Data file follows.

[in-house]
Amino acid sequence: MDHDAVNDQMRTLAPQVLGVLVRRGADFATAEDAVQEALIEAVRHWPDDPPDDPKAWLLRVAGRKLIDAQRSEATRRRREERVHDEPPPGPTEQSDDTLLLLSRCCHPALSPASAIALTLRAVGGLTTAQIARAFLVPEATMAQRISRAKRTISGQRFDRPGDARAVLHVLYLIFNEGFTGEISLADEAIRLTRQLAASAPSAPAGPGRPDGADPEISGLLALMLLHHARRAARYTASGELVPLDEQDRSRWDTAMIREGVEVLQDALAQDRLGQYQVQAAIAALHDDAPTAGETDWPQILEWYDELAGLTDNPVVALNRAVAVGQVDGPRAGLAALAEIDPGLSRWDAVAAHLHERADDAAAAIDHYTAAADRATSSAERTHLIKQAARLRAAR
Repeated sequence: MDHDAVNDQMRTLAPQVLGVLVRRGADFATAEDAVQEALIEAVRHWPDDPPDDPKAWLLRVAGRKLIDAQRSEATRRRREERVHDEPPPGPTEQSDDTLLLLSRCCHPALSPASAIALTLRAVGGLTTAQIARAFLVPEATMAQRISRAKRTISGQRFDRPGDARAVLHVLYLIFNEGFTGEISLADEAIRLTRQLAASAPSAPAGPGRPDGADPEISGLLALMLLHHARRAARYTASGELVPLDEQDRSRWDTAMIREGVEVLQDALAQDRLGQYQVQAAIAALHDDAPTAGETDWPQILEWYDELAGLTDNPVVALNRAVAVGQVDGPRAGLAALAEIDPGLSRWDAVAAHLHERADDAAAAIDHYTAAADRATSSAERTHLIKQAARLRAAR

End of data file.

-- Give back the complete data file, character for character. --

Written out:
[in-house]
Amino acid sequence: MDHDAVNDQMRTLAPQVLGVLVRRGADFATAEDAVQEALIEAVRHWPDDPPDDPKAWLLRVAGRKLIDAQRSEATRRRREERVHDEPPPGPTEQSDDTLLLLSRCCHPALSPASAIALTLRAVGGLTTAQIARAFLVPEATMAQRISRAKRTISGQRFDRPGDARAVLHVLYLIFNEGFTGEISLADEAIRLTRQLAASAPSAPAGPGRPDGADPEISGLLALMLLHHARRAARYTASGELVPLDEQDRSRWDTAMIREGVEVLQDALAQDRLGQYQVQAAIAALHDDAPTAGETDWPQILEWYDELAGLTDNPVVALNRAVAVGQVDGPRAGLAALAEIDPGLSRWDAVAAHLHERADDAAAAIDHYTAAADRATSSAERTHLIKQAARLRAAR
Repeated sequence: MDHDAVNDQMRTLAPQVLGVLVRRGADFATAEDAVQEALIEAVRHWPDDPPDDPKAWLLRVAGRKLIDAQRSEATRRRREERVHDEPPPGPTEQSDDTLLLLSRCCHPALSPASAIALTLRAVGGLTTAQIARAFLVPEATMAQRISRAKRTISGQRFDRPGDARAVLHVLYLIFNEGFTGEISLADEAIRLTRQLAASAPSAPAGPGRPDGADPEISGLLALMLLHHARRAARYTASGELVPLDEQDRSRWDTAMIREGVEVLQDALAQDRLGQYQVQAAIAALHDDAPTAGETDWPQILEWYDELAGLTDNPVVALNRAVAVGQVDGPRAGLAALAEIDPGLSRWDAVAAHLHERADDAAAAIDHYTAAADRATSSAERTHLIKQAARLRAAR